Life Doesn't Suck 

The Inferno keep their brand of punk attitude classy

You might not expect the term "punk" to accurately describe a horn-fueled, co-ed, eveningwear-clad cabaret band that combines the music of Eastern Europe, Latin America and the Caribbean with ska, Dixieland jazz, gospel, chamber pop, Irish revelry, swing and honky-tonk.

But that's exactly how Jack Terricloth, leader of the World/Inferno Friendship Society, chooses to categorize his group's music.

"We're a band of guys and girls who want to make punk a treat again. We definitely have the punk attitude," he said during a recent interview while on his cell phone at his favorite Brooklyn, N.Y., watering hole.

"To me, punk has transcended any style of music. We're trying to remind the kids that punk's in your attitude, not just a certain three chords."

The World/Inferno Friendship Society—known to fans as simply The Inferno—will return to Tucson for a gig Sunday night, Oct. 9, at Club Congress.

Terricloth considers The Inferno's new album, The Anarchy and the Ecstasy, to be "our most mainstream effort to date. It's less eclectic, shall we say, than anything we've done before. I guess it's just a punk record."

Sure, if you define punk as a no-holds-barred musical experience in which anything can happen—treacherous samba, mariachi horns, haunted-house cacophony, carnivalesque lurching, barrelhouse blues, Celtic melodies, Springsteen-style epics and urban folk operas in the manner of Kurt Weill. The album states its case right away with the manifesto-like opening track, "I Am Sick of People Being Sick of My Shit."

The Inferno began about 15 years ago when, Terricloth says, he was desperate for a creative outlet.

"It was maybe 1995 or '96, and I was running a recording studio with another friend of ours, and we were recording crappy punk bands every day. We must've recorded every punk band in New York City, and we thought we can't do any worse.

"We had this idea to produce fast music that was political but reflected a wider worldview than a lot of the dunderheaded rock at the time—you know, just dudes with guitars. ... I never really thought it would be a full-time job back then, and it became one all by itself. It has taken on a complete life of its own. It started as a whim and became a mission. For some reason, we came to mean a lot to people."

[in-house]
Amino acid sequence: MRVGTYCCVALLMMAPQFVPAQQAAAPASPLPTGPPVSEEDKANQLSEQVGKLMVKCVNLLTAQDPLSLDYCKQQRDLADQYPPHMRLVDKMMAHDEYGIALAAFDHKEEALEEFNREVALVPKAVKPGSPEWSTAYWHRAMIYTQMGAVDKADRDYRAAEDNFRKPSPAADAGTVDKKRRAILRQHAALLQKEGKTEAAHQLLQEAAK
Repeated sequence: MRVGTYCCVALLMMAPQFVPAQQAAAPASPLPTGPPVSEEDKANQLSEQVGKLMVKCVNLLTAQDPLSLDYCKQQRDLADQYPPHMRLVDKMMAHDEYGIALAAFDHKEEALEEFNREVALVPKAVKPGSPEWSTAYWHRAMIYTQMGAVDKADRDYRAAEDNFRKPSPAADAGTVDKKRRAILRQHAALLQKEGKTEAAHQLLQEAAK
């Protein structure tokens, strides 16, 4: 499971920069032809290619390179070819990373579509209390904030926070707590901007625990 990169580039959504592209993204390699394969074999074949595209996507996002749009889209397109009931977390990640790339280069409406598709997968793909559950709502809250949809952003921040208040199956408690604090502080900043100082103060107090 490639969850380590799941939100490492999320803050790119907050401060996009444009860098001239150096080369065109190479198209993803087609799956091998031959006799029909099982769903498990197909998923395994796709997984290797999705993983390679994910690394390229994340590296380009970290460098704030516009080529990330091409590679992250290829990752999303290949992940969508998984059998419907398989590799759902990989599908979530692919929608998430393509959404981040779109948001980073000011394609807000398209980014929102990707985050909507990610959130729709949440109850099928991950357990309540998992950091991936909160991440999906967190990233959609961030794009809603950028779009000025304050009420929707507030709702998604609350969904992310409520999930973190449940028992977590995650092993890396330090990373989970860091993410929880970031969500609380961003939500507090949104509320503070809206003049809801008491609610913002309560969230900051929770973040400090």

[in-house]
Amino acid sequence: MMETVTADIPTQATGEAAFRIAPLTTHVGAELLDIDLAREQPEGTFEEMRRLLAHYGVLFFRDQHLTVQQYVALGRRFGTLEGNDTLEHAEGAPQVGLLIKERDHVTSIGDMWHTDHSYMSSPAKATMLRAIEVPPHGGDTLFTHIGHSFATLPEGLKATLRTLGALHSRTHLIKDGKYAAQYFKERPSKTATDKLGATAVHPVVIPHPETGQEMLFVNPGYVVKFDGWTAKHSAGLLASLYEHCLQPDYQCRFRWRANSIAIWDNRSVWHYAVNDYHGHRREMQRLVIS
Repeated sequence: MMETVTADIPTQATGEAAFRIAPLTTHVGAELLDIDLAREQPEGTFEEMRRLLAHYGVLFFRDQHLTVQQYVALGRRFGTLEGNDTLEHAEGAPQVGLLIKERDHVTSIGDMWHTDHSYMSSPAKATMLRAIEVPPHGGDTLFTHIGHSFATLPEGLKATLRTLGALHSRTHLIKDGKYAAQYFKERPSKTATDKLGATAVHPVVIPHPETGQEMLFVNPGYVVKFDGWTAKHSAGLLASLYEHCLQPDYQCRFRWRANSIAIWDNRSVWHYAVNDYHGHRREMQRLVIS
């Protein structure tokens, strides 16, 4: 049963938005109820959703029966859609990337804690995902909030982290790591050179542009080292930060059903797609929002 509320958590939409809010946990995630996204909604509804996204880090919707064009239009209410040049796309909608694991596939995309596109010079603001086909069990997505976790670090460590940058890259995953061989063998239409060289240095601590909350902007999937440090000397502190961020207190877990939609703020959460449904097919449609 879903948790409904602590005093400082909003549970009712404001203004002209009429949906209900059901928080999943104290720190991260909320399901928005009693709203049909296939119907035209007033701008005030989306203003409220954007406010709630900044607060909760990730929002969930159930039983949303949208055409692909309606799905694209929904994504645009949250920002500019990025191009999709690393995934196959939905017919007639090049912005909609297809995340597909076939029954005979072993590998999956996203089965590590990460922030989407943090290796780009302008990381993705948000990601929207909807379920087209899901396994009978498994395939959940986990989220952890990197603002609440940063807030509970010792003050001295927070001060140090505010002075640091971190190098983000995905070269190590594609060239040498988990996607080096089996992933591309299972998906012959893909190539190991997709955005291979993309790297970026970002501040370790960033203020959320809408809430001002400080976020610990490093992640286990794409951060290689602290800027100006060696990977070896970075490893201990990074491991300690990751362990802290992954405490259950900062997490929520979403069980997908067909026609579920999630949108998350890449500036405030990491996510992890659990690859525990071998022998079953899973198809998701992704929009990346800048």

Perhaps listeners have come to appreciate that Terricloth and his collaborators write songs about subjects beyond the pedestrian pop fare of love, sex, guitars and cars.

"We always wanted to have every song be about a thing—not just that emo way of expressing yourself: 'I'm so upset.' And I consistently did not want our songs to be about one person, meaning me, or from the perspective of that one person."

Toward that end, World/Inferno tunes have tackled a variety of subject matter over the years, including Peter Lorre, Jeffrey Lee Pierce (of The Gun Club), Paul Robeson, Leni Riefenstahl, Dante Alighieri, Philip K. Dick and Joseph Moncure March's jazz-age narrative poem The Wild Party.

Terricloth's songs often bark at the listener with a chip on the shoulder and a "fuck you" attitude, but without sacrificing whimsy and a hyper-literate cleverness. Tunes such as "All of California and Everyone Who Lives There Stinks," "Zen and the Art of Breaking Everything in This Room," "I Wouldn't Want to Live in a World Without Grudges" and "Stay on the Charming Side of Drunk" are just as snappy as their titles.

The band has included more than 30 members over the years, sometimes more than a dozen at a given time. But the current economy has caused the band to scale back its road show, Terricloth said.

"We're down to a lean seven members for this tour. We made a conscious decision this time around to try to run a tighter ship. We're only taking one bus, whereas we used to take two when we went out on the road. But the group is still amazing. These kids are all crackerjack players."

After playing some 3,000 live shows (by Terricloth's conservative estimate), many gigs begin to blend together, he said. "I remember clubs more for their dressing rooms and backstage areas. When you play every day, that's what makes the biggest impression, unless there was a fistfight or someone didn't get paid."

The logistics of maintaining a large touring band can wear a person down, he added.

"A friend of mine told me, 'They think it's easy, because you make it look easy.' But every day is a constant struggle. Every two-hour van ride is one more obstacle to get to the stage. But we seem to keep getting there."

Terricloth said he still derives satisfaction from making and performing music, and it gives him a purpose. Either that, or he can't stop. "Once you stop trying, you're dead. Adventure is a form of protest."

Among the highs he experiences each night onstage is usually one especially exhilarating moment.

"I don't know if you've ever done ecstasy, and I hope you have, but that moment usually comes during a specific song in our sets, 'Only Anarchists Are Pretty.' It's kind of a required one, the only song I can't leave the room without playing. My face hurts when I sing that one; I'm smiling so much."

Terricloth said that he hopes The Inferno's music ultimately brings a little hope into the lives of its fans.

"When they hear us, they should feel that life doesn't suck as bad as they think it does, and that they could lift themselves out of it with their dreams," he said.

"You know, you broke up with your boyfriend; you broke up with your girlfriend; you have a crappy job and no money, but you still have a group of friends who care about you, and you can get away from all that for a while. Our music is really about a sense of community."

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